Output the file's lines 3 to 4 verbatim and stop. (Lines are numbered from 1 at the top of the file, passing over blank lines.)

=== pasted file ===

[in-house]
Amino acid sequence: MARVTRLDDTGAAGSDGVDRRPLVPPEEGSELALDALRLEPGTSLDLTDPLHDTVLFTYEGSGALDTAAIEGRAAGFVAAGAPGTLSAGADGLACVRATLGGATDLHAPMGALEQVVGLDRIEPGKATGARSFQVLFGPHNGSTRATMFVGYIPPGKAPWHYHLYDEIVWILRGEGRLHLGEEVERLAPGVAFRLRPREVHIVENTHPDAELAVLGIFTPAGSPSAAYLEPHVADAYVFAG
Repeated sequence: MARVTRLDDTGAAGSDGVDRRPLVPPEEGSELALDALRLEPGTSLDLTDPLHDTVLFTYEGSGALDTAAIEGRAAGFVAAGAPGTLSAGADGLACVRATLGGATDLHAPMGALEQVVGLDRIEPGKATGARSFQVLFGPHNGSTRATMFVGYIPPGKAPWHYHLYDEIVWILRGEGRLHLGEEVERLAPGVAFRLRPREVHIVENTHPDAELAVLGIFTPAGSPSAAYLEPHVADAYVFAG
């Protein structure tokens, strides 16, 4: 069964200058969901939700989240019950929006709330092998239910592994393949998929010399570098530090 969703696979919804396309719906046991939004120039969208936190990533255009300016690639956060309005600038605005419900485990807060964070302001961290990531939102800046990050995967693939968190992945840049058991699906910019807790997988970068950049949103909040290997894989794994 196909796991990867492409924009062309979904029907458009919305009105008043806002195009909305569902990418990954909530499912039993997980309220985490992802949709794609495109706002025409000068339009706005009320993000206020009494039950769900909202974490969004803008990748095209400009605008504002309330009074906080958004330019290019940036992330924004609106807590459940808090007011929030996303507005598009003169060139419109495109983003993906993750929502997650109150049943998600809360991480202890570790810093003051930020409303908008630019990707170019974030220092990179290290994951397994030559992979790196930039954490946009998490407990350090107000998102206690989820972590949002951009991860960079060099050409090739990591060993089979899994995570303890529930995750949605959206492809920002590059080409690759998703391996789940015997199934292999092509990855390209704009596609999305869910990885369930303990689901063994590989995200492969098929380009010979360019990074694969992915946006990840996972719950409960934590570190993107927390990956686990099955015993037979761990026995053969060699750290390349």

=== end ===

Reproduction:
Repeated sequence: MARVTRLDDTGAAGSDGVDRRPLVPPEEGSELALDALRLEPGTSLDLTDPLHDTVLFTYEGSGALDTAAIEGRAAGFVAAGAPGTLSAGADGLACVRATLGGATDLHAPMGALEQVVGLDRIEPGKATGARSFQVLFGPHNGSTRATMFVGYIPPGKAPWHYHLYDEIVWILRGEGRLHLGEEVERLAPGVAFRLRPREVHIVENTHPDAELAVLGIFTPAGSPSAAYLEPHVADAYVFAG
């Protein structure tokens, strides 16, 4: 069964200058969901939700989240019950929006709330092998239910592994393949998929010399570098530090 969703696979919804396309719906046991939004120039969208936190990533255009300016690639956060309005600038605005419900485990807060964070302001961290990531939102800046990050995967693939968190992945840049058991699906910019807790997988970068950049949103909040290997894989794994 196909796991990867492409924009062309979904029907458009919305009105008043806002195009909305569902990418990954909530499912039993997980309220985490992802949709794609495109706002025409000068339009706005009320993000206020009494039950769900909202974490969004803008990748095209400009605008504002309330009074906080958004330019290019940036992330924004609106807590459940808090007011929030996303507005598009003169060139419109495109983003993906993750929502997650109150049943998600809360991480202890570790810093003051930020409303908008630019990707170019974030220092990179290290994951397994030559992979790196930039954490946009998490407990350090107000998102206690989820972590949002951009991860960079060099050409090739990591060993089979899994995570303890529930995750949605959206492809920002590059080409690759998703391996789940015997199934292999092509990855390209704009596609999305869910990885369930303990689901063994590989995200492969098929380009010979360019990074694969992915946006990840996972719950409960934590570190993107927390990956686990099955015993037979761990026995053969060699750290390349």